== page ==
Fully Legalizing Marijuana Could Raise Car Crash Rates
Marijuana legalization in the United States appears to be driving an increase in car crash deaths due to a jump in "intoxicated driving," researchers say.
In 4 out of 7 states that legalized recreational cannabis, deaths from car crashes rose 10%, according to the University of Illinois Chicago study. On a brighter note, suicide and opioid overdose deaths declined in the states that legalized recreational marijuana.
"Overall, this study provides evidence of the potential harms and benefits of legalizing recreational markets," said lead author Samantha Marinello, a postdoctoral research associate in the university's School of Public Health.
"A potential unintended consequence of legalizing recreational cannabis is an increase in intoxicated driving and crash deaths," she added. "Therefore, there is a need for policies and public health initiatives to reduce driving under the influence."
As of December, 21 states and Washington, D.C., allowed the sale of recreational marijuana to adults age 21 and older.
Where folks can legally toke, it's likely people are driving under the influence of cannabis or cannabis in combination with another drug such as alcohol, Marinello said. However, this study cannot prove cause and effect, she added.
Some people may believe driving high is safe. "Studies of cannabis users have found safety perception is a strong predictor for cannabis-intoxicated driving," Marinello said.
There is evidence that many cannabis users do not believe cannabis negatively affects their driving, agreed Russ Martin, senior director of policy and government relations at the Governors Highway Safety Association.
"In fact, some believe cannabis consumption improves it," he said. "The more often people consume cannabis, the less dangerous they consider driving under the influence of cannabis to be."
The association does not take a position for or against cannabis legalization for adults, Martin said. "But we need to make sure we are ready for any impacts on the roadways."
The study team looked at car-crash fatalities in Alaska, California, Colorado, Massachusetts, Nevada, Oregon and Washington after legalization of recreational marijuana (as distinct from medical marijuana). They used death certificate data from 2009 to 2019.
They found significant increases in crash deaths in Colorado (16%), Oregon (22%), Alaska (20%) and California (14%).
No evidence was found that recreational marijuana affected suicides, which is important because marijuana use is linked with depression and suicidal thoughts, the authors noted.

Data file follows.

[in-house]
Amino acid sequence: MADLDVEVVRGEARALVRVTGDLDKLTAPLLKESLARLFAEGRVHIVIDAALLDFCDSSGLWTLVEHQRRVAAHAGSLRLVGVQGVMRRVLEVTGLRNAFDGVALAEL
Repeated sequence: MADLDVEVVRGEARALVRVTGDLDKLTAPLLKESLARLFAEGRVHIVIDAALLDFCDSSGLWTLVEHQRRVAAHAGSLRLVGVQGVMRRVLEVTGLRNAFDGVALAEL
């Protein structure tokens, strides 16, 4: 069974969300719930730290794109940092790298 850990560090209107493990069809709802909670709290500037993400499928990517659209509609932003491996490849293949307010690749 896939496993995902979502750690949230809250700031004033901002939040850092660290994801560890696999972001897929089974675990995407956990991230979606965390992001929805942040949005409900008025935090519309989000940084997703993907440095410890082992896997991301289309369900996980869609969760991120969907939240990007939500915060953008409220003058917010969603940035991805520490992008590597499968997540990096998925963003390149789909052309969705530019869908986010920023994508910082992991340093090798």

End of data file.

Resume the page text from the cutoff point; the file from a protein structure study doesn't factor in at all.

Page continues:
Recreational marijuana was also tied to an 11% reduction in opioid overdose deaths in all seven states. These reductions ranged from 3% to 28%.
Marinello believes more enforcement is important, as well as raising awareness about the dangers of cannabis-impaired driving.
"There is a substantial amount of evidence that cannabis use impairs driving ability -- increasing reaction time and lane weaving -- and impairs cognitive functions, such as sustained and divided attention," Marinello said.
"It is also critical for the public to know that using alcohol and cannabis together worsens driving ability to a greater extent than either substance alone," she said.
One expert added that driving under the influence of alcohol poses a greater danger than marijuana.
"We need to put into perspective that magnitude of risk from cannabis intoxication is many-fold less than that of alcohol in terms of both fatal and non-fatal motor vehicle accidents," said Dr. Godfrey Pearlson, a professor of psychiatry and neuroscience at Yale University School of Medicine. He was not involved in the study.
On the other hand, Dale Gieringer, director of California NORML, which lobbies for legalizing cannabis, doesn't think this study says anything useful about the effects of marijuana legalization on driving safety. "There exist far too many uncontrolled variables in broad interstate comparisons like this to come to meaningful results," he said.
Accident rates vary greatly from year to year, Gieringer said. "Other studies, such as from Canada, have found no impact at all of legalization on accident rates, and still others have found improved accident rates in states with legal medical marijuana. I take such studies with a grain of salt," he noted. "I would note that the Netherlands, where marijuana has been de facto legal for over 40 years, ranks at or near the top in road safety in the EU, far better than its neighbors, Belgium and Germany."
The report was published online in the March 2023 edition of the journal Social Science & Medicine.
For more on marijuana and driving, see the U.S. Centers for Disease Control and Prevention.
SOURCES: Samantha Marinello, MS, PhD candidate and research associate, Division of Health Policy and Administration, School of Public Health, University of Illinois Chicago; Godfrey Pearlson, MBBS, professor, psychiatry and neuroscience, Yale University School of Medicine, New Haven, Conn.; Dale Gieringer, PhD, director, California NORML; Russ Martin, senior director, policy and government relations, Governors Highway Safety Association; Social Science & Medicine, online, Jan. 16, 2023